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With oil and food costs rising, it looks like 2008 all over again

History repeats itself: food riots are breaking out across the poorer nations, the Middle East is in turmoil and Brent crude has passed the $100 mark – 2011 is opening just like 2008 did.

It was a significant year in terms of the global economy: social unrest around the world over a spike in the cost of staple foods, and the runaway price of oil that eventually triggered the worst global economic crash since the Great Depression. While there were undoubtedly other factors behind the downturn, 2008 stands as a benchmark in terms of oil and economics – a shorthand for high oil prices and economic turmoil. We don’t want another 2008, especially with the faltering recovery that has yet to turn substantive cash injections into jobs.

Now, it may be just coincidence, but it looks suspiciously like the issues that shaped the first half of 2008 are back: oil demand is surging, its price is rising, and people in the poorer nations are consequently finding the cost of staple foods out of reach. There is a direct link between the cost of oil and food – which I’ll return to in a subsequent post – and so the first to suffer from a rise in oil prices are people in developing countries living on a couple of dollars a day who cannot absorb rising costs.

If the cost of oil goes on rising – and all indicators suggest it will – then we will see a growing humanitarian disaster around the globe. Neither are our industrial economies immune: based on the assumption that $150-per-barrel oil breaks the machine, how much space do we have before we see oil prices triggering another global recession?

First, a flashback to 2008 is in order. The year opened with food riots which gathered momentum in the first half of the year. There were riots in India, Burkina Faso, Cameroon, Senegal, Mauritania, Cote d’Ivoire, Egypt, Yemen, Morocco, Haiti, Senegal and Somalia. Varying levels of unrest were also reported in Mexico, Bolivia, Uzbekistan, Bangladesh, Pakistan, Sri Lanka and South Africa.

The International Energy Agency (IEA) website archives monthly oil market reports, so we can see that oil began the year on a high, crossing the psychological $100 barrier, and projected global demand for oil rising:

NYMEX light sweet crude futures breached $100/bbl in early January and remain near record highs, lifted by falling stocks, cold weather and tight fundamentals. Tensions in Nigeria and the Middle East and fund positioning remain important supportive factors.

2007 world oil demand is revised up by 150 kb/d to 85.8 mb/d on stronger-than-expected deliveries in Asia and the Middle East and cold OECD weather.

You can follow the surging prices through the first half of 2008, each month setting a new record: $105 per barrel by early March, $110 in April, $126 in May, around $140 in June (“following comments by an Israeli official that an attack on Iranian nuclear facilities was ‘inevitable’ and. . . against a tight supply background with no clear sign of the usual second-quarter crude oil stockbuild”) to an early July peak just above $145 per barrel. Then came the recessionary fall from $147 a barrel in July to $32 in December. (It was back up to $85 within five months, despite the global economic collapse.)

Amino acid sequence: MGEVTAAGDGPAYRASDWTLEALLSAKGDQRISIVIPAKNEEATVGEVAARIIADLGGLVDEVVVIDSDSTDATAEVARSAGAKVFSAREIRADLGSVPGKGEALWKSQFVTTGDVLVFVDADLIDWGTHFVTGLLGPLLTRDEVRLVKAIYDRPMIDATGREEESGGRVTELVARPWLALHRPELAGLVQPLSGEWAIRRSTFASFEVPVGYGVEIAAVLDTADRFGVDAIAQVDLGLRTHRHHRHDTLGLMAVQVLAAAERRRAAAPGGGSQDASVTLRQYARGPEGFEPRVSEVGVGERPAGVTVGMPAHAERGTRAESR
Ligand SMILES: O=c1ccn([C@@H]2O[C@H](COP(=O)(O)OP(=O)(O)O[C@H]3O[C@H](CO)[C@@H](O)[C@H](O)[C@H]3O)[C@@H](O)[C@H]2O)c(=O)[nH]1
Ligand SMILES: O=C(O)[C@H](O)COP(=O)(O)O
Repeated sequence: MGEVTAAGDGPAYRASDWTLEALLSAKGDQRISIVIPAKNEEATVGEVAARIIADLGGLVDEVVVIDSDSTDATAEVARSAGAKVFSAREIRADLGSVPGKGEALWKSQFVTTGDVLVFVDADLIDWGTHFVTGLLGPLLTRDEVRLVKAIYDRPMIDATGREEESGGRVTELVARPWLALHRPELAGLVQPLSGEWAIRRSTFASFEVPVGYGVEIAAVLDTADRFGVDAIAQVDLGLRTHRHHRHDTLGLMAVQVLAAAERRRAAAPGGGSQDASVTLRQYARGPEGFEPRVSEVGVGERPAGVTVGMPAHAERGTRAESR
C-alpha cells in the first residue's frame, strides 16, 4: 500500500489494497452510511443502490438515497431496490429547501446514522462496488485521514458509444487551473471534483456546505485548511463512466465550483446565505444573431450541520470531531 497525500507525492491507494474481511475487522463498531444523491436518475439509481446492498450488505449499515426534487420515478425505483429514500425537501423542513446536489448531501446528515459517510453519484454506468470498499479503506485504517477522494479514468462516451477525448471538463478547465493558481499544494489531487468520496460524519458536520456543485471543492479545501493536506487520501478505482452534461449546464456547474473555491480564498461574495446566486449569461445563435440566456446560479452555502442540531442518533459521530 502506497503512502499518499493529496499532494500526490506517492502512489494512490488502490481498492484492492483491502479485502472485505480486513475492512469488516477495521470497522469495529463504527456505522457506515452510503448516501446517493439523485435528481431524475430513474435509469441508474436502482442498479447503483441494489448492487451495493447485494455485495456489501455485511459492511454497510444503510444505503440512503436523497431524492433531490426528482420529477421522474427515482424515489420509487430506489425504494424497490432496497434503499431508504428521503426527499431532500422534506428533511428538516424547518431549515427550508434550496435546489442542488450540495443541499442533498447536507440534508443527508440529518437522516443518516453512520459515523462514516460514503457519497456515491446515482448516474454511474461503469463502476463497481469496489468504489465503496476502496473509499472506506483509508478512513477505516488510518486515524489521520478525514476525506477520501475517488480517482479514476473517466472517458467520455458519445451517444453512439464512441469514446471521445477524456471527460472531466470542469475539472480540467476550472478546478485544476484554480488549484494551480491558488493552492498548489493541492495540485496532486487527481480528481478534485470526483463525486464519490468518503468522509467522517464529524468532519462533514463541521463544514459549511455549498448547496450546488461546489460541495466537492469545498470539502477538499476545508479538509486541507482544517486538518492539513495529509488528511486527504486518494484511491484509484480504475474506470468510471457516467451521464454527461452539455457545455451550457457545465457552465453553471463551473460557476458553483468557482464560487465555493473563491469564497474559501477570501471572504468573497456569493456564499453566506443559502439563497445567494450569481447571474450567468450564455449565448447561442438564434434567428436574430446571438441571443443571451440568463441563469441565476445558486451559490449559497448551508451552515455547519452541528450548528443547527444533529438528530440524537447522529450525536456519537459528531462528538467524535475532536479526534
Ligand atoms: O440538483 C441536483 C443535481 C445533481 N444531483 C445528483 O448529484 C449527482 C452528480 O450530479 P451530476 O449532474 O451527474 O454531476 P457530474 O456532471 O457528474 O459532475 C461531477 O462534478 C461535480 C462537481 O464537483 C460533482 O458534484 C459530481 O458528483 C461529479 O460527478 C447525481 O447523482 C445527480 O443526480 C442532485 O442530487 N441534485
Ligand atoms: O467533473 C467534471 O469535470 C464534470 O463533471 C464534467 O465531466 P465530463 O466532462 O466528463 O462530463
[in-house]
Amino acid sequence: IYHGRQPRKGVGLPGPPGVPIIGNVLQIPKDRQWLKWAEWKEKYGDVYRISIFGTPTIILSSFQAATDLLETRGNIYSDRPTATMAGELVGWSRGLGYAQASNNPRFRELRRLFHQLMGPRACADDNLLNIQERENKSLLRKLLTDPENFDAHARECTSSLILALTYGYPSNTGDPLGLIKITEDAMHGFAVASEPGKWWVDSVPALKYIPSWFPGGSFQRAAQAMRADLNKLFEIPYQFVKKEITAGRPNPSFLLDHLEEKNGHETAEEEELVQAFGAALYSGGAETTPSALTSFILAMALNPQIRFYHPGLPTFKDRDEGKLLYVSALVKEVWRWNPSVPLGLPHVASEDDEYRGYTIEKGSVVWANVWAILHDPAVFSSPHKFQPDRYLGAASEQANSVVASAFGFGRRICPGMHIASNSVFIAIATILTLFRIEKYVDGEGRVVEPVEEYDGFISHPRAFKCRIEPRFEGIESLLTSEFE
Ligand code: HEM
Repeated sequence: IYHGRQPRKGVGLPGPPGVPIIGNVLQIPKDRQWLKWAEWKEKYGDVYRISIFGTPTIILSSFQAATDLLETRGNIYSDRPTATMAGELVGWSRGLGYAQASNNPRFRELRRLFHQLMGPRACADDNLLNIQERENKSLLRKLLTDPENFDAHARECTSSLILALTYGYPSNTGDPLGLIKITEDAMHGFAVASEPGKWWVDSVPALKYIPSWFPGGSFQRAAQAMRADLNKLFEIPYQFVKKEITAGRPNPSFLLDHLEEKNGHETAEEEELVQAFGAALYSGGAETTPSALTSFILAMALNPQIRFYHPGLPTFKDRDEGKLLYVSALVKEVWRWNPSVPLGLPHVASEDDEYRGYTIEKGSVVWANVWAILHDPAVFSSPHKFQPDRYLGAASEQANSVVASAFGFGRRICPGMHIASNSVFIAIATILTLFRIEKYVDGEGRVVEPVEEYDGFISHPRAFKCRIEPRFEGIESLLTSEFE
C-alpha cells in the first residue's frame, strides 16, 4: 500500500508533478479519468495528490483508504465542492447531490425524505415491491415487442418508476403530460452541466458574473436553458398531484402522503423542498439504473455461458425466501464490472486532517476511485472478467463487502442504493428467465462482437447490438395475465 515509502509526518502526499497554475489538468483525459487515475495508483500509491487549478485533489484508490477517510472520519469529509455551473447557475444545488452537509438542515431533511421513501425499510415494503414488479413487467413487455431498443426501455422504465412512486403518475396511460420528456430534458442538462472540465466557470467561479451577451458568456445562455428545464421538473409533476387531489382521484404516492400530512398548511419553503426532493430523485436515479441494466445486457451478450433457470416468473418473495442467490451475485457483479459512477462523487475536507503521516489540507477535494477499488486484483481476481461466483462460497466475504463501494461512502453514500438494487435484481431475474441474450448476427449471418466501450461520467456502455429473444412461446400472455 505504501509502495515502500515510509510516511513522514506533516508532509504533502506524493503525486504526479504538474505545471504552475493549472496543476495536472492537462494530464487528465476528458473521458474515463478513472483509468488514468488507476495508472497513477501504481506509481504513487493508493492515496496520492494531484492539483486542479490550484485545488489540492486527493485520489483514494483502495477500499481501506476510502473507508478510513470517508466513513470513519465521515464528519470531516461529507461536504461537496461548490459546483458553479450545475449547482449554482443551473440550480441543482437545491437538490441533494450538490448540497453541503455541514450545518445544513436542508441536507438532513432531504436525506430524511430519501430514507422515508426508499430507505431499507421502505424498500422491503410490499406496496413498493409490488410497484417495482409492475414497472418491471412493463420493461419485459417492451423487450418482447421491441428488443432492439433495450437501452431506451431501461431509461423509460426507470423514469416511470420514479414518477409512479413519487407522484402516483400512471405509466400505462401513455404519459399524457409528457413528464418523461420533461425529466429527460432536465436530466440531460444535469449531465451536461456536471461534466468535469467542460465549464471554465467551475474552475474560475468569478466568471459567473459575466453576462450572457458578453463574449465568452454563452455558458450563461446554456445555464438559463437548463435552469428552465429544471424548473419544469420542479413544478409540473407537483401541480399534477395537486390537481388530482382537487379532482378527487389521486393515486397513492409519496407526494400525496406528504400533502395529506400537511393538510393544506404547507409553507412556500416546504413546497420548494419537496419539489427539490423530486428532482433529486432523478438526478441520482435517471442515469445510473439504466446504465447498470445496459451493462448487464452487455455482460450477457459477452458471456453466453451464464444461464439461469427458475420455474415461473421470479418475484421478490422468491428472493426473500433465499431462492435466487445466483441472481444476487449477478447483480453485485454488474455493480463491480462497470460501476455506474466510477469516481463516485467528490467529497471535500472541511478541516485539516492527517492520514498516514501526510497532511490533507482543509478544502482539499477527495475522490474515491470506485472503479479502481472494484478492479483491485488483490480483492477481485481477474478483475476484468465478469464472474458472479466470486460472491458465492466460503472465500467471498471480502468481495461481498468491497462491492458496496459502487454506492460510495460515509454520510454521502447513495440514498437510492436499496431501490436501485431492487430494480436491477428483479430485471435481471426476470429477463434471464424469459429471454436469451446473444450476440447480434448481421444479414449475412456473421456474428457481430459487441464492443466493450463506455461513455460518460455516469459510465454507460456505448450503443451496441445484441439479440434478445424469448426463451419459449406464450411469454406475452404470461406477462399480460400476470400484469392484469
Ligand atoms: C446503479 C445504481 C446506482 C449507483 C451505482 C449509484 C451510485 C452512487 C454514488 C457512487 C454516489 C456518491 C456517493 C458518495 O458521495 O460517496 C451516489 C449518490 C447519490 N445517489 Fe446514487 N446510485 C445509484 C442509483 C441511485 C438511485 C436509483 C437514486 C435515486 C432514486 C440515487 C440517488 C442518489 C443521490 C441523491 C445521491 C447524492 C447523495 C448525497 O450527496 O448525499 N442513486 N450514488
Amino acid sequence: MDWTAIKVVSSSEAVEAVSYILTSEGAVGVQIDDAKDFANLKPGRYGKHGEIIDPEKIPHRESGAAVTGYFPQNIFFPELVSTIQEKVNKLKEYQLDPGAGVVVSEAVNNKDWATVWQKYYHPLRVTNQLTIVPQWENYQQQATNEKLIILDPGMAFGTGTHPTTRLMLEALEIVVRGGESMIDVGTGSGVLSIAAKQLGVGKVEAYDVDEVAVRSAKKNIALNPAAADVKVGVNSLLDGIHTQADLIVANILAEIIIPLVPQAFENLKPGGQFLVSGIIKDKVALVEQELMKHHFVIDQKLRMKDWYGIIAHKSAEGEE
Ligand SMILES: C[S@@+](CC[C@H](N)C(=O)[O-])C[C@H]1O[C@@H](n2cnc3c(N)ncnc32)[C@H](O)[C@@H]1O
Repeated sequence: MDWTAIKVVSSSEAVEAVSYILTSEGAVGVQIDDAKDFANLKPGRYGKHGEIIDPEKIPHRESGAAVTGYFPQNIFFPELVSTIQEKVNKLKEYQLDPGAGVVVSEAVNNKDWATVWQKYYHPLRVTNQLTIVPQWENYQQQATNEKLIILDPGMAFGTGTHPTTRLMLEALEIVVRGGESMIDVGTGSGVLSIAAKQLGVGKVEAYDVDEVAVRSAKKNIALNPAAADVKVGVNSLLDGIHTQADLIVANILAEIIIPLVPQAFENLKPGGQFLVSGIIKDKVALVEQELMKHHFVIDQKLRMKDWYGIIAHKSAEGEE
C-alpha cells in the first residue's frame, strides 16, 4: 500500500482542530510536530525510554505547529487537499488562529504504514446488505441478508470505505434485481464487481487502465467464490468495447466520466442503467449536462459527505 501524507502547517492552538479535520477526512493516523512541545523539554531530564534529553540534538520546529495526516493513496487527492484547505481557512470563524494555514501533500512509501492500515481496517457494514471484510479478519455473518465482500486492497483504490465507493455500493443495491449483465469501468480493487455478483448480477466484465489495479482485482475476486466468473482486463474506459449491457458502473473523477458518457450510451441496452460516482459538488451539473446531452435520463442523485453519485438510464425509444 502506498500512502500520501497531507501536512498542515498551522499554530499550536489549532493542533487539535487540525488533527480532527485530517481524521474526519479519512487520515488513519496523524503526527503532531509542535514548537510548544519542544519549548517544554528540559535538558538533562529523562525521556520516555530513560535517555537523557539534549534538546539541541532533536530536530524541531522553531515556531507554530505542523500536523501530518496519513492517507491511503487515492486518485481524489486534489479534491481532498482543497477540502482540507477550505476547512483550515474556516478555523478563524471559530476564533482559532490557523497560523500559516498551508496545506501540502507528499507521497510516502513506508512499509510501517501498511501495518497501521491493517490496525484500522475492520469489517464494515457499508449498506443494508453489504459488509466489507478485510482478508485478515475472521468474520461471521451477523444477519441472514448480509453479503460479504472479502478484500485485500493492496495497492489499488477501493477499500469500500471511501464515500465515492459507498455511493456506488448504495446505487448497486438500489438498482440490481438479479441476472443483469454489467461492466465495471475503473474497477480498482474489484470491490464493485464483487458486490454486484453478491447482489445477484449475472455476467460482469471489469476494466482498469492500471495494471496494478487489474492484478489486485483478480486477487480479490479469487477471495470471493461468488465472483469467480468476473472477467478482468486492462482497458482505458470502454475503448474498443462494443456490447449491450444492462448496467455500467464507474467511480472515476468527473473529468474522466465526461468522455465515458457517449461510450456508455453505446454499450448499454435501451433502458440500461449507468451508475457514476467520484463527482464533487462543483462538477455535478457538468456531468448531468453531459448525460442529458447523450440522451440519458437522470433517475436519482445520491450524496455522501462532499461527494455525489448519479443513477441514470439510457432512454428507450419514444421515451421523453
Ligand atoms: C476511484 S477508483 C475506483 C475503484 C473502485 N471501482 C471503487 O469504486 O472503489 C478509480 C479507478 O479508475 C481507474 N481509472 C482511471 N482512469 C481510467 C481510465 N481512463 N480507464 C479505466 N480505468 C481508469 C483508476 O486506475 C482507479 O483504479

Now, jump forward to 2011. The year opened with the UN announcing that food prices“surged to a new historic peak in January, for the seventh consecutive month,” and further price increases could trigger upheaval and riots in developing countries. We have already seen protests over food prices in Niger, Guinea, Burkina Faso, Mexico, Tunisia and Yemen this year. Protests linked to prices of staple foods are currently sweeping across the Middle East: Bahrain, Libya, Yemen, Iran, Iraq and Egypt are aflame.

Now, oil: the IEA’s Oil Market Report for January 2011, published February 10, shows Brent crude reaching the psychological $100 barrier and demand increasing:

Crude prices were propelled higher at end-January by political unrest in Egypt, with Brent crude reaching $100/bbl on fears that the turmoil might disrupt Suez canal and SUMED pipeline flows or spread in the region. Although prices have since eased, Brent futures remain around $100.50/bbl and WTI [West Texas Intermediate] at $87.20/bbl at writing.

Global oil product demand for 2010 and 2011 is revised up by 120 kb/d on average on higher-than-expected submissions in non OECD Asia and improved economic prospects for OECD North America. At 87.8 mb/d in 2010, global oil demand rose by 2.8 mb/d year-on-year, and should reach 89.3 mb/d in 2011 (+1.5 mb/d year on-year).

World oil supply rose 0.5 mb/d in January, to 88.5 mb/d, on higher OPEC crude and NGL output.

(Canadian oilsands output is already flooding parts of the US market, driving down West Texas Intermediate crude oil prices, while Brent is now more of a bellwether for international price trends.)

So, according to the IEA, global demand for oil is set to reach 89.3 million barrels per day in 2011; supply is stated at 88.5 million barrels per day, with Opec effective spare capacity – its ability to open the spigots and produce more at a moment’s notice – offering an additional 4.7 million barrels per day.

The assumption, then is for another year of tight oil supply, with Opec’s spare capacity dwindling – possibly as low as 3 mb/d.

Looking back over the IEA reports for 2008 we see some interesting price-related snippets, from “falling stocks, cold weather and tight fundamentals” in January to the fear of an imminent attack on Iran and observation of low Opec spare capacity (“Higher output and field commissioning delays push [Opec’s] effective spare capacity below 2 mb/d”) in June’s report.

So, we are starting 2011 with high demand after a particularly cold winter in Europe, turmoil and revolution across the Middle East including agitation from Iran which might or might not be sending two warships through the Suez Canal, and speculation of Opec spare capacity dropping low despite their subsequent investment.

Back in 2008 Opec – and many Western commentators – pinned the blame for runaway prices squarely on the shoulders of commodity speculators. Speculators are in the news at the moment, being blamed by both the UN and the European Union for pushing up food prices and setting the stage for a humanitarian disaster across the developing world. It leads to the question: do speculators have that much influence over the market for oil, or are they a handy scapegoat?